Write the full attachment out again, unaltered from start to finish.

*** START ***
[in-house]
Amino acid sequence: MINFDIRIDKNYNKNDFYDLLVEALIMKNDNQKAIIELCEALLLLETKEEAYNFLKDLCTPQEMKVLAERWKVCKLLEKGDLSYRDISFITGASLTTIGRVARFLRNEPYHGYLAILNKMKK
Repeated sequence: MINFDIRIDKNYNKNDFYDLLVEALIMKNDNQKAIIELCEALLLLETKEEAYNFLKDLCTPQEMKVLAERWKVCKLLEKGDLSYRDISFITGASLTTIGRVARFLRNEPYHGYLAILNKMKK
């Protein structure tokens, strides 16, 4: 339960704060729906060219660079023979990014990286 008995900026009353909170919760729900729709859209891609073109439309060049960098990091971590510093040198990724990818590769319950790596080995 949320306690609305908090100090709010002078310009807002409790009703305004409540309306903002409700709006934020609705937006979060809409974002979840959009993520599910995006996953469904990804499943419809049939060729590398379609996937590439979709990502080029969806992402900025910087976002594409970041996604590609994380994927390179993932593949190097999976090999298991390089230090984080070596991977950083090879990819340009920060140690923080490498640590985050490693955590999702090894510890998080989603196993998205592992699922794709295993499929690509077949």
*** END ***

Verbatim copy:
[in-house]
Amino acid sequence: MINFDIRIDKNYNKNDFYDLLVEALIMKNDNQKAIIELCEALLLLETKEEAYNFLKDLCTPQEMKVLAERWKVCKLLEKGDLSYRDISFITGASLTTIGRVARFLRNEPYHGYLAILNKMKK
Repeated sequence: MINFDIRIDKNYNKNDFYDLLVEALIMKNDNQKAIIELCEALLLLETKEEAYNFLKDLCTPQEMKVLAERWKVCKLLEKGDLSYRDISFITGASLTTIGRVARFLRNEPYHGYLAILNKMKK
């Protein structure tokens, strides 16, 4: 339960704060729906060219660079023979990014990286 008995900026009353909170919760729900729709859209891609073109439309060049960098990091971590510093040198990724990818590769319950790596080995 949320306690609305908090100090709010002078310009807002409790009703305004409540309306903002409700709006934020609705937006979060809409974002979840959009993520599910995006996953469904990804499943419809049939060729590398379609996937590439979709990502080029969806992402900025910087976002594409970041996604590609994380994927390179993932593949190097999976090999298991390089230090984080070596991977950083090879990819340009920060140690923080490498640590985050490693955590999702090894510890998080989603196993998205592992699922794709295993499929690509077949």